Optimal parameter encoding strategies for estimation theoretic secure communications
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Physical layer security has gained a renewed interest with the advances in modern wireless communication technologies. In estimation theoretic security, secrecy levels are measured via estimation theoretic tools and metrics, such as mean-squared error (MSE), where the objective is to perform accurate estimation of the parameter at the intended receiver while keeping the estimation error at the eavesdropper above a certain level. This framework proves useful both for analyzing the achievable performance under security constraints in parameter estimation problems, and for designing low-complexity, practical methods to enhance security in communication systems. In this dissertation, we investigate optimal deterministic encoding of random scalar and vector parameters in the presence of an eavesdropper, who is unaware of the encoding operation. We also analyze optimal stochastic encoding of a random parameter under secrecy constraints in a Gaussian wiretap channel model, where the eavesdropper is aware of the encoding strategy at the transmitter. In addition, we perform optimal parameter design for secure broadcast of a parameter to multiple receivers with fixed estimators. First, optimal deterministic encoding of a scalar parameter is investigated in the presence of an eavesdropper. The aim is to minimize the expectation of the conditional Cram´er-Rao bound (ECRB) at the intended receiver while keeping the MSE at the eavesdropper above a certain threshold. The eavesdropper is modeled to employ the linear minimum mean-squared error (LMMSE) estimator based on the encoded version of the parameter. First, the optimal encoding function is derived in the absence of secrecy constraints for any given prior distribution on the parameter. Next, an optimization problem is formulated under a secrecy constraint and various solution approaches are proposed. Also, theoretical results on the form of the optimal encoding function are provided. Furthermore, a robust parameter encoding approach is developed. In this case, the objective is to maximize the worst-case Fisher information of the parameter at the intended receiver while keeping the MSE at the eavesdropper above a certain level. The optimal encoding function is derived when there exist no secrecy constraints. Next, to obtain the solution of the problem in the presence of the secrecy constraint, the form of the encoding function that maximizes the MSE at the eavesdropper is explicitly derived for any given level of worst-case Fisher information. Then, based on this result, a low-complexity algorithm is provided to calculate the optimal encoding function for the given secrecy constraint. Numerical examples are presented to illustrate the theoretical results for both the ECRB and worst-case Fisher information based designs. Second, optimal deterministic encoding of a vector parameter is investigated in the presence of an eavesdropper. The objective is to minimize the ECRB at the intended receiver while satisfying an individual secrecy constraint on the MSE of estimating each parameter at the eavesdropper. The eavesdropper is modeled to employ the LMMSE estimator based on the noisy observation of the encoded parameter without being aware of encoding. First, the problem is formulated as a constrained optimization problem in the space of vector-valued functions. Then, two practical solution strategies are developed based on nonlinear individual encoding and affine joint encoding of parameters. Theoretical results on the solutions of the proposed strategies are provided for various scenarios on channel conditions and parameter distributions. Finally, numerical examples are presented to illustrate the performance of the proposed solution approaches. Third, estimation theoretic secure transmission of a scalar random parameter is investigated in the presence of an eavesdropper. The aim is to minimize the estimation error at the receiver under a secrecy constraint at the eavesdropper; or, alternatively, to maximize the estimation error at the eavesdropper for a given estimation accuracy limit at the receiver. In the considered setting, the encoder at the transmitter is allowed to use a randomized mapping between two one-to-one and continuous functions and the eavesdropper is fully aware of the encoding strategy at the transmitter. For small numbers of observations, both the eavesdropper and the receiver are modeled to employ LMMSE estimators, and for large numbers of observations, the ECRB metric is employed for both the receiver and the eavesdropper. Optimization problems are formulated and various theoretical results are provided in order to obtain the optimal solutions and to analyze the effects of encoder randomization. In addition, numerical examples are presented to corroborate the theoretical results. It is observed that stochastic encoding can bring significant performance gains for estimation theoretic secrecy problems. Finally, estimation theoretic secure broadcast of a random parameter is investigated. In the considered setting, each receiver device employs a fixed estimator and carries a certain security risk such that its decision can be available to a malicious third party with a certain probability. The encoder at the transmitter is allowed to use a random mapping to minimize the weighted sum of the conditional Bayes risks of the estimators under secrecy and average power constraints. After formulating the optimal parameter design problem, it is shown that the optimization problem can be solved individually for each parameter value and the optimal mapping at the transmitter involves a randomization among at most three different signal levels. Sufficient conditions for improvability and nonimprovability of the deterministic design via stochastic encoding are obtained. Numerical examples are provided to corroborate the theoretical results.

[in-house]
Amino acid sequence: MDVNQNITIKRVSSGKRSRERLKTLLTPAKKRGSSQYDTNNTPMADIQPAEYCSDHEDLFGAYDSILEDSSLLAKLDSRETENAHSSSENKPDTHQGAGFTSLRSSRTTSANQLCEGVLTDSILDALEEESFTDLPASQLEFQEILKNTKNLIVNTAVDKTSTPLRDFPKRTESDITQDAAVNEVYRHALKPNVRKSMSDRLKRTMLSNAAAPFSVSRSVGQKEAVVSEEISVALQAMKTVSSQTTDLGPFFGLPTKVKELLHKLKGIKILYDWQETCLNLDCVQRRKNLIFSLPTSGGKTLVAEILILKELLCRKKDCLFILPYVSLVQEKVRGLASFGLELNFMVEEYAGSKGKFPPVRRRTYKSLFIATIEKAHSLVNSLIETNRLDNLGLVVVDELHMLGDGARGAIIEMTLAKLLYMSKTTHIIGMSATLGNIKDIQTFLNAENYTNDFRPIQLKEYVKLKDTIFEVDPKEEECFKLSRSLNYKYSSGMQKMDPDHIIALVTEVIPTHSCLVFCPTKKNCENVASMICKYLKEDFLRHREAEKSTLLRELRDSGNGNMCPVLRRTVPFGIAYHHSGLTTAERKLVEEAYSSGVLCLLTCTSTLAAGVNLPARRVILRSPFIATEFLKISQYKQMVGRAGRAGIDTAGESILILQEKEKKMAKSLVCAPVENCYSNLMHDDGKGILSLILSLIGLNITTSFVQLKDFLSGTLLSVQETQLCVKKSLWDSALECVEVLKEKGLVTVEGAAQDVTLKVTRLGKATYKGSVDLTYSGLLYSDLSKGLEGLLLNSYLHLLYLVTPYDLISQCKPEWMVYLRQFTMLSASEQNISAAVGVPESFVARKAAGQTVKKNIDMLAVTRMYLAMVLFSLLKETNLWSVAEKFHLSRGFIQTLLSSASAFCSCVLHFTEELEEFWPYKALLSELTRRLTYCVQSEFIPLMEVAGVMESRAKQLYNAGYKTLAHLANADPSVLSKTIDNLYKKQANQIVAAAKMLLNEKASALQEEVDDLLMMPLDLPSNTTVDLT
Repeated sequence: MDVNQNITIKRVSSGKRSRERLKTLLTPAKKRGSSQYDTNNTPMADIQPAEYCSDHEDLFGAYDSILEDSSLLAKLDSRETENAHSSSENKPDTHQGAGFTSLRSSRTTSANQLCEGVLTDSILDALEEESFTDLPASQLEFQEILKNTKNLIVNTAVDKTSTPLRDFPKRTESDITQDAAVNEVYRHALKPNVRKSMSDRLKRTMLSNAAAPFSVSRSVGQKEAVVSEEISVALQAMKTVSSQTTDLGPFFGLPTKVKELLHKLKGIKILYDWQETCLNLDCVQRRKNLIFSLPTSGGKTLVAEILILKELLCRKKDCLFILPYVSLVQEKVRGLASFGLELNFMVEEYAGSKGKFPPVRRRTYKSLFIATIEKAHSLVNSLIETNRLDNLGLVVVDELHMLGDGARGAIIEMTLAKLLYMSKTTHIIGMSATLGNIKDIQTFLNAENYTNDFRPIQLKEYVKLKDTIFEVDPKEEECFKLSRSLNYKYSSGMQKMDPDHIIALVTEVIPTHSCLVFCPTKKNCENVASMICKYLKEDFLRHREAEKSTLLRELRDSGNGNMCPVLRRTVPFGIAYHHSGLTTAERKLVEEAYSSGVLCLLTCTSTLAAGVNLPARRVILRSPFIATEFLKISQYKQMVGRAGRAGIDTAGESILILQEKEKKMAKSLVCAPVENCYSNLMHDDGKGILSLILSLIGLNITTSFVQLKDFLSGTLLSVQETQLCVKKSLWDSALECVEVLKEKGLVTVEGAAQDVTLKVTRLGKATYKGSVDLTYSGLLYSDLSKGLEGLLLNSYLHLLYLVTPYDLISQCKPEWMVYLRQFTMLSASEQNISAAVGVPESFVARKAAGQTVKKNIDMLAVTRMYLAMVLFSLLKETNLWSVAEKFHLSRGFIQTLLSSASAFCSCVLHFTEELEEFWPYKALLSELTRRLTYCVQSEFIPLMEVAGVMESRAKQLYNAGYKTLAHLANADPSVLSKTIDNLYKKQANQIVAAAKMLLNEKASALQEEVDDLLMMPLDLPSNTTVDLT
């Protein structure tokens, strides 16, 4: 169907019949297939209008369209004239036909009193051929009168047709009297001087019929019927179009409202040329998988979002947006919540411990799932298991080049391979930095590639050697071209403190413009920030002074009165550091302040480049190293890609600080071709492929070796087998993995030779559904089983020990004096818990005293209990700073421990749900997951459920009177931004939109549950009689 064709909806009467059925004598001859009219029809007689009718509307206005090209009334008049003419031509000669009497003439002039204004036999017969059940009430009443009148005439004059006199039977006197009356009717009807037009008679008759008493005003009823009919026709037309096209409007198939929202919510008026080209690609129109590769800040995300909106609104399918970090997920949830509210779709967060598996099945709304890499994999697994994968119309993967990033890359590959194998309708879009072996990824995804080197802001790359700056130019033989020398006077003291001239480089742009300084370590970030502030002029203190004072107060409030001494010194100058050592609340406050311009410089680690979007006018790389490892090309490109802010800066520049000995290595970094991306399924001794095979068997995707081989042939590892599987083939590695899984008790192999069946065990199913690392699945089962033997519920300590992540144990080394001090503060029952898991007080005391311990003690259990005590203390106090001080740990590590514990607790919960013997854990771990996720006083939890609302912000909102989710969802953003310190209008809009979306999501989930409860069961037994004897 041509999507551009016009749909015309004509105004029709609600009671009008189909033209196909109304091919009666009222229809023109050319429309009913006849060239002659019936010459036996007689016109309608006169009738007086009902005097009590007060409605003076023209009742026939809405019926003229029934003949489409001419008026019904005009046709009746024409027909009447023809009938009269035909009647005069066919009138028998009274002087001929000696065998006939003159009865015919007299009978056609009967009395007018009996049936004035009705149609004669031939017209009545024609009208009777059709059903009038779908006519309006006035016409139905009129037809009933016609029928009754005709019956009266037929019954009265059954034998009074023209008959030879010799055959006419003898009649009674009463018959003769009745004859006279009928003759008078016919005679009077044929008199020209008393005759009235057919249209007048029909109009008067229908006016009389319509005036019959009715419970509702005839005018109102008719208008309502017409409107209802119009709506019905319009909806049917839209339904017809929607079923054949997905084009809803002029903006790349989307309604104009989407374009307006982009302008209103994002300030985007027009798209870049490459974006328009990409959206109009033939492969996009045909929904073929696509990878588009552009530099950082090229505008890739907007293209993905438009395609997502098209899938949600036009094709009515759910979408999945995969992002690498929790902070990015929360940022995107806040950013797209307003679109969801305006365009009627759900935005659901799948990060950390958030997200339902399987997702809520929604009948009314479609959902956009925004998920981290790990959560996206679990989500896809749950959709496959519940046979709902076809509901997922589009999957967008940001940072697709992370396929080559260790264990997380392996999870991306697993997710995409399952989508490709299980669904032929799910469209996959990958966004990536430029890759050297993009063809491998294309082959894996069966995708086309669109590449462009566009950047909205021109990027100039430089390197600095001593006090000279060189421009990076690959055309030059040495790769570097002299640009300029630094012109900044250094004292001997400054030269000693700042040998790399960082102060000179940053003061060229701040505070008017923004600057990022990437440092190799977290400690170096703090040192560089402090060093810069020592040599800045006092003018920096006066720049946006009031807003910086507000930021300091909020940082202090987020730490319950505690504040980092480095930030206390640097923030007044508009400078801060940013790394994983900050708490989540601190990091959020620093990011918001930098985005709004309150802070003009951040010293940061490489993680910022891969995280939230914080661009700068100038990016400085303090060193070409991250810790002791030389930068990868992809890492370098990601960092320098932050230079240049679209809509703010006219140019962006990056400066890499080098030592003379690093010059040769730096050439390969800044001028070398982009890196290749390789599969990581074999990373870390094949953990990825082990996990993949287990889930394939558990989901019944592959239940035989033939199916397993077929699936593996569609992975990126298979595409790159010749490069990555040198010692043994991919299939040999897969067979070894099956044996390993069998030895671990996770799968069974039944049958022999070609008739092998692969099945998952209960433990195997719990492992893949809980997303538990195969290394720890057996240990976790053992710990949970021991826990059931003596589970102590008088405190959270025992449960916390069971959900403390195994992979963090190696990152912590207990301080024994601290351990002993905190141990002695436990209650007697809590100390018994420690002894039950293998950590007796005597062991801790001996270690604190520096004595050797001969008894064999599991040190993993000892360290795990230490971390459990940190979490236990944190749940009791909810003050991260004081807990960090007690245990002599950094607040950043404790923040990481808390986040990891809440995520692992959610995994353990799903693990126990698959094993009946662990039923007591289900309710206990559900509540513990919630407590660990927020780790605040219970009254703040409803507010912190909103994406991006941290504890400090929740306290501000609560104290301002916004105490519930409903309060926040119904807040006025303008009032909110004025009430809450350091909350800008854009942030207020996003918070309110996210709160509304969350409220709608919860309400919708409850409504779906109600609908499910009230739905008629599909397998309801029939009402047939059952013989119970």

Physical layer security
Cram´er-Rao bound (CRB)
Fisher information matrix (FIM)
Gaussian wiretap channel